As you can see, this provides for some really powerful capabilities and excellent dynamic interop. If you want to check all of this coolness out for yourself, go check out the .NET 4.0 beta 1 builds of IronRuby and grab the VS2010 Beta 1.

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Comments (5)

  1. Frankly: while I can see some use of that in some scenarios, it overall makes me shudder. This is nothing than a fallback into long overcome, really bad VB6 times.
    I already can see the miriads of software faults and maintenance nightmares that result from this language feature…

  2. @Thomas While I can understand the concern, I think that the potential in certain areas can outweigh the downsides. Millions of developers write in dynamic languages every day and the sky is not falling. Creating safe and bug-free dynamic code may be more difficult, but it is most certainly not impossible. Having small islands of dynamicness gives us the type safety that most of us want 99% of the time, while still giving us the dynamic abilities that we use 1% of the time. Besides, it isn’t giving us anything that we don’t already do with reflection, it is just making it easier, faster, and less error prone.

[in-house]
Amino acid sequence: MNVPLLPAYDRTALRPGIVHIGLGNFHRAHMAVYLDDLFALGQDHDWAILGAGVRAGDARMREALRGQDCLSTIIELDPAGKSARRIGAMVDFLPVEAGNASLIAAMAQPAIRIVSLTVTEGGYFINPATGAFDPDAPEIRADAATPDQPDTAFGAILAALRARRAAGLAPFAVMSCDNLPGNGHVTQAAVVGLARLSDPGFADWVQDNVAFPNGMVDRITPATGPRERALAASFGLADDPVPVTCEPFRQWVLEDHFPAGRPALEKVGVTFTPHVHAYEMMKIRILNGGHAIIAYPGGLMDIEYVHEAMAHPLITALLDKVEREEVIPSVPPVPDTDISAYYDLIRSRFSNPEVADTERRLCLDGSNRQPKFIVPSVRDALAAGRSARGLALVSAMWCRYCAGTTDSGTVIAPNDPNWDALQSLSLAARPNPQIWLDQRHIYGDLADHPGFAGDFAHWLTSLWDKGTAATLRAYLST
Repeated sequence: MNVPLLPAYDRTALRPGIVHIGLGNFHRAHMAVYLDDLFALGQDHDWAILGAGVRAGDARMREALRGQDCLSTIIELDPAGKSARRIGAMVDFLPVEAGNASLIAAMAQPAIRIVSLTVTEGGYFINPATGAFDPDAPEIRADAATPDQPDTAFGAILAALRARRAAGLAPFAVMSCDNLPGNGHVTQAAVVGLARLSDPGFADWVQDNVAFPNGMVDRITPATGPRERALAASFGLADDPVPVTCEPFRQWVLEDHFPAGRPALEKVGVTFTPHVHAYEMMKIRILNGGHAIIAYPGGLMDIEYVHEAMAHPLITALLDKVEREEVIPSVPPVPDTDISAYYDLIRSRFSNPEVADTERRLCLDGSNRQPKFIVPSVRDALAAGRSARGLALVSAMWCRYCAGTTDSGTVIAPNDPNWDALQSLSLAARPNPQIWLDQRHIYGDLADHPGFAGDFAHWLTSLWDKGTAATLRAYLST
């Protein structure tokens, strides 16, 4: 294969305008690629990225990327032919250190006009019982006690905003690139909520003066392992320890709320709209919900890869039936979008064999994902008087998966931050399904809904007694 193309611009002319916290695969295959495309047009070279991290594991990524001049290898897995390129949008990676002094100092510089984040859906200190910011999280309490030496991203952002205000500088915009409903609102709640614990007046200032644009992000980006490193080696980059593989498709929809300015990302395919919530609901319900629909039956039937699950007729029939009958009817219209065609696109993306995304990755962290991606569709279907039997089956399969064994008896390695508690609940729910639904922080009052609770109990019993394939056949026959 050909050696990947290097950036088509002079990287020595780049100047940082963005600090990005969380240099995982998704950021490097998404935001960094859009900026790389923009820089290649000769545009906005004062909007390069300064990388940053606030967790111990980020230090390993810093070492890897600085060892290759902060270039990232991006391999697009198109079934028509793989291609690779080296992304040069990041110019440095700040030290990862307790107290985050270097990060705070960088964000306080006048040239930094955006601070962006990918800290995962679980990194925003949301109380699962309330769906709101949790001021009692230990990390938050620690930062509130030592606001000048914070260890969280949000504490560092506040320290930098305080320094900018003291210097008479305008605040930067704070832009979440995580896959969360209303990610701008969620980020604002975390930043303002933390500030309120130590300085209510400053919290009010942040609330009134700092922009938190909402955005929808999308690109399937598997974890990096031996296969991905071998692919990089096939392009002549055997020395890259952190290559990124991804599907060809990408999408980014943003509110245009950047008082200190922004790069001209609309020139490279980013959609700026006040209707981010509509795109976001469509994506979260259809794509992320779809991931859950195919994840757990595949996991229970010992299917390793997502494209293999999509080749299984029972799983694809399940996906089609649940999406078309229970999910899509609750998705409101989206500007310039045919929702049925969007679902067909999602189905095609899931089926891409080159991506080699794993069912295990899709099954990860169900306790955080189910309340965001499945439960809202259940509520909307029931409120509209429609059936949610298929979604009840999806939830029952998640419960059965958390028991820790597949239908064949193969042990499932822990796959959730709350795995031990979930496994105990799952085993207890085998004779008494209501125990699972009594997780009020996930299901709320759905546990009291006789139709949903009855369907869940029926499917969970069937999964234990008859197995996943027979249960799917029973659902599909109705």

3. Sure, the sky will not fall and it can be very powerful when used wisely. But this is only one side of the story. The other side is that it fosters bad coding practices and will be used in ‘creative’ ways it was not intended for. This is why I think the downsides will by far outweigh the advantages in the long run.

  4. @Thomas But if we dropped a language or library feature every time people thought it would be abused, then I don’t think that our languages would do anything. There are a million features in C# which can be abused to no end. Doesn’t mean the features shouldn’t be there though.

  5. Six years later and I have only just recently discovered the joys and (to me) novel approach of incorporating dynamic typing into my C#. A few months ago at work I implemented a pleasant but slightly inconvenient solution involving several large classes generated with Code Dom. I can replace their entire functionality with a single class inheriting from DynamicObject.

    I would contend that the code itself never fosters bad coding practices (at least not in any widely used languages, I’m sure one could invent a counterexample). We foster bad coding practices ourselves as developers because for one reason or another we didn’t know what we were doing. Ignoring the benefits of dynamic typing makes just as much sense as ignoring the benefits of static typing.